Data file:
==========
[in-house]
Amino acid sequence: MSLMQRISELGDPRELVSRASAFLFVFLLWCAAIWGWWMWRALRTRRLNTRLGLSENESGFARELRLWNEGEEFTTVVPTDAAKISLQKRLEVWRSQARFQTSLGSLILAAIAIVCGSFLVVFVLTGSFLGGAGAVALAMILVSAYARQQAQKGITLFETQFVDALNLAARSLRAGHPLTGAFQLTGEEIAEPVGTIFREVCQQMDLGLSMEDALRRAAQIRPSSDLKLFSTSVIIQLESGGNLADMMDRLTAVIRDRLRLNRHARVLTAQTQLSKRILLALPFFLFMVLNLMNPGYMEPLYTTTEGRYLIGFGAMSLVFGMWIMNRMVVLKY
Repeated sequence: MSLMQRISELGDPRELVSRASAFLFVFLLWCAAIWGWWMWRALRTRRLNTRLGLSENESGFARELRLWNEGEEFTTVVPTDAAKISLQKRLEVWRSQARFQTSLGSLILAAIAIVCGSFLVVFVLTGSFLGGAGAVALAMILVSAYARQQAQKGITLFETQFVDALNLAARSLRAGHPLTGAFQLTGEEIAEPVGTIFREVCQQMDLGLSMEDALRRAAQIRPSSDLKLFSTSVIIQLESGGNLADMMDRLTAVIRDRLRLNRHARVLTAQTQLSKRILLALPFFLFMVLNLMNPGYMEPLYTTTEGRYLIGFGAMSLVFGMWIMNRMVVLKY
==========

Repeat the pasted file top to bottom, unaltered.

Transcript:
[in-house]
Amino acid sequence: MSLMQRISELGDPRELVSRASAFLFVFLLWCAAIWGWWMWRALRTRRLNTRLGLSENESGFARELRLWNEGEEFTTVVPTDAAKISLQKRLEVWRSQARFQTSLGSLILAAIAIVCGSFLVVFVLTGSFLGGAGAVALAMILVSAYARQQAQKGITLFETQFVDALNLAARSLRAGHPLTGAFQLTGEEIAEPVGTIFREVCQQMDLGLSMEDALRRAAQIRPSSDLKLFSTSVIIQLESGGNLADMMDRLTAVIRDRLRLNRHARVLTAQTQLSKRILLALPFFLFMVLNLMNPGYMEPLYTTTEGRYLIGFGAMSLVFGMWIMNRMVVLKY
Repeated sequence: MSLMQRISELGDPRELVSRASAFLFVFLLWCAAIWGWWMWRALRTRRLNTRLGLSENESGFARELRLWNEGEEFTTVVPTDAAKISLQKRLEVWRSQARFQTSLGSLILAAIAIVCGSFLVVFVLTGSFLGGAGAVALAMILVSAYARQQAQKGITLFETQFVDALNLAARSLRAGHPLTGAFQLTGEEIAEPVGTIFREVCQQMDLGLSMEDALRRAAQIRPSSDLKLFSTSVIIQLESGGNLADMMDRLTAVIRDRLRLNRHARVLTAQTQLSKRILLALPFFLFMVLNLMNPGYMEPLYTTTEGRYLIGFGAMSLVFGMWIMNRMVVLKY